Taking the example of an Automated Teller Machine (ATM), in which the media comprises currency notes, most ATMS include a plurality of pick mechanisms so that different denominations of currency notes can be dispensed from stacks of notes of that denomination. In the UK, typically four modules are provided, two of which may be dedicated to picking from stacks of twenty-pound notes and the other two of which may be dedicated to picking from stacks of ten-pound notes. In order that notes can be dispensed, each module has a separate pick mechanism. The desirable shape for a cam track is determined according to the sheet media. In an ATM, the suction cup 106 must be held against a note with enough force and for long enough to form a good seal behind which a partial vacuum is formed. However, it is desirable that the notes are dispensed quickly and it is important that the suction cup 106 is not held against a stack of note for so long that two notes are picked up. If a pick module is to be re-asked to deal with different media, the cam member 104 must usually be replaced.

The prior art mechanism is also limited in that there is little control over the pick action otherwise known as the pick cycle. For example, the force of contact with the sheet media and the length of time for which contact is held in order to form a seal is a function of the cam track 103 used. If there is a ‘pick failure’, which may for example occur if there is a hole in sheet media so that a vacuum is not formed, or the sheet media becomes jammed within its cassette, then the same pick action will simply repeat, with little extra chance of success.

SUMMARY

According to a first aspect of the present invention, there is provided a pick mechanism for picking sheet media, the mechanism comprising control circuitry, a motor and a pick means, wherein the motor is arranged to move the pick means in order to pick sheet media and the control circuitry is arranged to determine a pick action and to control the motor such that the pick means follows the determined pick action.

This is advantageous as the pick mechanism is able to adapt to provide different pick action for picking media as required and therefore a pick mechanism could be re-asked without requiring replacement of any physical element of the mechanism. Additionally, a machine built to one specification, with identical hardware parts, may be used with a variety of media. This simplifies production of pick mechanism. In effect, the invention provides a ‘software’ cam, which can be altered by the control circuitry in place of the prior art physical cam.

In one embodiment, the pick action is determined according to characteristics of the sheet media with which the pick mechanism is intended to operate. The characteristics may be one or more of the following: density of media, substrate, weight of media, quality of media, dimensions or the like. Even considering a limited media type such as currency, there can be significant variations within a single currency type in terms of the sizes and weights of notes. Between different countries, differences in note type are more marked. For example, Japanese currency is shiny and resists attachment to suction cups. US currency is more readily picked up by suction cups.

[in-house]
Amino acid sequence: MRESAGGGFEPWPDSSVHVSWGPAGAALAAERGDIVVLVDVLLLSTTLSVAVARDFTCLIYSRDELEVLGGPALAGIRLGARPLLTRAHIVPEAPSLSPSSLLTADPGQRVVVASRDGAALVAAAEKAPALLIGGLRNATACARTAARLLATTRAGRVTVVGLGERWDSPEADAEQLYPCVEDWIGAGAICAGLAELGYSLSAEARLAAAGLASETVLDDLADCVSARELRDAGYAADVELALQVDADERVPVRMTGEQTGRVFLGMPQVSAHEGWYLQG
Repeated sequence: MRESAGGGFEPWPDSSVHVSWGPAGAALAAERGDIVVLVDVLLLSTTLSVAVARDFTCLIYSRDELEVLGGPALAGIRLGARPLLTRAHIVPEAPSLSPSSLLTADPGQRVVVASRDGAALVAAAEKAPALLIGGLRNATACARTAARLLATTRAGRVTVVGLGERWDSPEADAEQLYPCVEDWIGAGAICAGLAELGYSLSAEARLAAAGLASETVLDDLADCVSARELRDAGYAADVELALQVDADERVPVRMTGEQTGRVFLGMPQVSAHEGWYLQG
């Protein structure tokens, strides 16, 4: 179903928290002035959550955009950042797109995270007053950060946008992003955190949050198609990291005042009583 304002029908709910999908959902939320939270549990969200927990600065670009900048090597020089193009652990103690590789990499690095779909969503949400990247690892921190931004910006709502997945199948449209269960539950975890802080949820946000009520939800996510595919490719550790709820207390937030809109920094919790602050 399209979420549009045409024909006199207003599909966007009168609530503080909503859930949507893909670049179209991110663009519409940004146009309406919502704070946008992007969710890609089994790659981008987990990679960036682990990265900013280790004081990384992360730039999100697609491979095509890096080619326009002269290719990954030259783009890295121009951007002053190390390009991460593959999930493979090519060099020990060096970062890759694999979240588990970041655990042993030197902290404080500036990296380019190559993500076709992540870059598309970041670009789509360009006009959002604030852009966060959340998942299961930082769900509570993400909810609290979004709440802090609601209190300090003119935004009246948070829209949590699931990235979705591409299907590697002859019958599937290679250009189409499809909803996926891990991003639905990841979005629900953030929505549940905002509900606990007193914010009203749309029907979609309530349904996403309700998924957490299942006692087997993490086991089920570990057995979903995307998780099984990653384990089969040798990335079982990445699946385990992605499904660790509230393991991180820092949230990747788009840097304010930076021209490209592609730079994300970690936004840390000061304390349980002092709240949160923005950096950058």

Preferably, the control circuitry is arranged to determine a new pick action following a failed pick attempt. The new pick action may comprise one or more of: holding the pick means against the sheet media for longer, holding the pick means against the sheet media with greater pressure than in failed pick attempt, agitating the sheet media with the pick means. This is an improvement over the prior art in that, in prior art machines, the shape of the cam shaft defined the pick action and therefore a new pick action could only be implemented by changing the cam. This is not practical following each failed pick attempt (which may, for example, be due to a tear in a note rather than a poorly chosen cam track).

Preferably, the motor is a stepping motor. Such a motor provides an advantage over prior art Direct Current (DC) motors as its action may be more precisely controlled.

According to a second aspect of the present invention, there is provided a method of picking sheet media including performing a first pick action and, if the action is unsuccessful, performing a second pick action.

This is advantageous as it provides the possibility of varying the pick action in response to occasional pick failures due to, for example, a hole in an item of sheet media or an item of sheet media becoming trapped within a dispensing mechanism.

The second pick action may vary from the first pick action in the force with which a pick means is held against an item of sheet media, the length of time for which it is held there, movement of the pick means once in contact with the pick means or the like.